The Rebels grabbed a thrilling 31-30 win over the Highlanders in Melbourne on Sunday but the game’s only losers were watching on a big screen half a continent away.
Western Force players gathered together to watch the game in Perth knowing that a Rebels win by more than seven points would send the WA team into eighth and into the quarterfinals ahead of the Highlanders.
For four glorious minutes – between the 56th and 60th minutes – the Rebels led by eight points after two stunning tries, but the Kiwis nudged ahead again before another try to Young Tonumaipea put the Rebels, who were out of finals contention, back in front for the last time.
The Rebels had a penalty after the siren and could have opted to kick for a lineout in an attempt to keep the Force afloat – a converted try would have been enough – but Matt Toomua, who missed two of five conversion attempts, banked the win by kicking the ball dead.
That decision divided fans with some thinking they should have fought until the end in a bid to get a fourth Australian team into the last eight alongside the Brumbies, Reds and Waratahs and others saying it was fair game.
The Highlanders’ one point loss was enough to secure a bonus point to beat out the Force on points differential and set up a clash with the Blues at Eden Park on Saturday.
“Your heart goes out to players and supporters over in Western Australia,” said Andrew Mehrtens on the Stan commentary. “It doesn’t take away from a superb win they finished their season off with last night and they get to continue their farewell for Tim Sampson and some of the senior players.”
The Force players rode the rollercoaster and were off their feet as first Nick Jooste and then Lukas Ripley scored stunning tries to bring up an eight-point lead.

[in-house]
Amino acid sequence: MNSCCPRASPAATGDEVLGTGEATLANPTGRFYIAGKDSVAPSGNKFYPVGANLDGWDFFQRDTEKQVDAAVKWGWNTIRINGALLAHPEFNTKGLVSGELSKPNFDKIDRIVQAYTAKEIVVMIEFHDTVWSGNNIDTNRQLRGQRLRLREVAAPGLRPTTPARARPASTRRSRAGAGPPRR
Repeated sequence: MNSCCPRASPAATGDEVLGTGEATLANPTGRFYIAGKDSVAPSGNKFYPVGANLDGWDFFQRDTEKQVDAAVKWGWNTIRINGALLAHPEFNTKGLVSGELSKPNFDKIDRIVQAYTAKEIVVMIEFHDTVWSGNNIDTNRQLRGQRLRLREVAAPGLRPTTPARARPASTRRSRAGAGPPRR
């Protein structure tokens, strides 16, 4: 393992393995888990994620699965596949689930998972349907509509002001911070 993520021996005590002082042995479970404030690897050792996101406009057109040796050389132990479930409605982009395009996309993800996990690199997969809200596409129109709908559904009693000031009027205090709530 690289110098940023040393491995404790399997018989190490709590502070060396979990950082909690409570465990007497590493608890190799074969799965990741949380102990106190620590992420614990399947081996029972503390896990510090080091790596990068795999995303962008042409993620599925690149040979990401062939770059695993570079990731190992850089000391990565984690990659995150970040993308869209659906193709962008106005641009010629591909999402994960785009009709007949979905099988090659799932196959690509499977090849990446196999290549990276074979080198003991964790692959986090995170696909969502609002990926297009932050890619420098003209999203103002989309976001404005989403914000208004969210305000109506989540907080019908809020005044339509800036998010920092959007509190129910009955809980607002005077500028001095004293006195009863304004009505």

“We would have loved to have put a few more points on to get the Force into the final, but finishing on a high is what we were looking forward to doing,” said Rebels’ flanker Brad Wilkin.
“We spoke about going out this season on the front foot and putting in a performance we could be proud of and something to build on going forward.”
Rebels skipper Michael Wells, who has fronted up with brutal honesty in plenty of post-match press conferences this season, was pleased with the way his team put it together at the end of a frustrating season.
“We’ve always know we had the potential, it’s just bittersweet knowing we did it in the last game,” said Wells. “If we hit it a few rounds earlier or in certain tight positions we’d probably be playing next week.”
Wells said he was encouraged that several young players have gotten the experience under their belts to make a stronger challenge in 2023 but the side would look back at key moments.
“The Drua just before halftime they were 14 men, they scored and ended up winning that game, the Chiefs game a few weeks ago came down to the last play. We get two more wins we’re probably playing next weekend. There’s been some really good positives but there have been a few things we need to take away and learn from.”
Highlanders skipper Aaron Smith also used the word “bittersweet” to describe the game – but ultimately a narrow loss made no difference to his side.
“We made it in,” Smith said. “At the start of the season they say if playing in the playoffs you’d take that. We scraped in but we have to put all our energy and focus into getting better for next week and we know we have a big game in Auckland and it’s pretty exciting.”
Although the Blues will enter that game next Saturday afternoon (5.05pm AEST) on the back of a club record 13 wins, Smith said the Highlanders are “in total control of what we can do and the things we need to clean up.”
“We know what we’re up against next week and as a rugby player that’s why you play – we’ve got the Blues and bring it on,” said Smith. “Our guys should be bloody excited to go to Auckland, play at Eden Park against the best team and see what we can do.”